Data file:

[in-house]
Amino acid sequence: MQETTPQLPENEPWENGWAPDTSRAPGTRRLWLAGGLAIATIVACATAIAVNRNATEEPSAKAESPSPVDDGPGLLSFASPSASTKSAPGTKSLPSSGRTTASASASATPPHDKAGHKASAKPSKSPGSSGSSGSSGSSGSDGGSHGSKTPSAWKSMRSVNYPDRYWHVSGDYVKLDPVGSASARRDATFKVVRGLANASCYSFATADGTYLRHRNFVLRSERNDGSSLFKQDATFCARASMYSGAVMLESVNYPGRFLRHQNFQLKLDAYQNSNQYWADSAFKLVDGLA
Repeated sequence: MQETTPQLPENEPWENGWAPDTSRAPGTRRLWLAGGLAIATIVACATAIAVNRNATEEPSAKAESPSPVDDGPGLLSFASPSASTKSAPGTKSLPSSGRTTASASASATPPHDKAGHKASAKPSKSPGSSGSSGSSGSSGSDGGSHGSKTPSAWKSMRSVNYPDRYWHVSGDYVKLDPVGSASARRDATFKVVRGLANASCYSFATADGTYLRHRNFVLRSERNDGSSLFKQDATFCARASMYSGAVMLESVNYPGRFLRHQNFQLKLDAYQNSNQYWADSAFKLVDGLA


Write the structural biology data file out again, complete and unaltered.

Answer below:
[in-house]
Amino acid sequence: MQETTPQLPENEPWENGWAPDTSRAPGTRRLWLAGGLAIATIVACATAIAVNRNATEEPSAKAESPSPVDDGPGLLSFASPSASTKSAPGTKSLPSSGRTTASASASATPPHDKAGHKASAKPSKSPGSSGSSGSSGSSGSDGGSHGSKTPSAWKSMRSVNYPDRYWHVSGDYVKLDPVGSASARRDATFKVVRGLANASCYSFATADGTYLRHRNFVLRSERNDGSSLFKQDATFCARASMYSGAVMLESVNYPGRFLRHQNFQLKLDAYQNSNQYWADSAFKLVDGLA
Repeated sequence: MQETTPQLPENEPWENGWAPDTSRAPGTRRLWLAGGLAIATIVACATAIAVNRNATEEPSAKAESPSPVDDGPGLLSFASPSASTKSAPGTKSLPSSGRTTASASASATPPHDKAGHKASAKPSKSPGSSGSSGSSGSSGSDGGSHGSKTPSAWKSMRSVNYPDRYWHVSGDYVKLDPVGSASARRDATFKVVRGLANASCYSFATADGTYLRHRNFVLRSERNDGSSLFKQDATFCARASMYSGAVMLESVNYPGRFLRHQNFQLKLDAYQNSNQYWADSAFKLVDGLA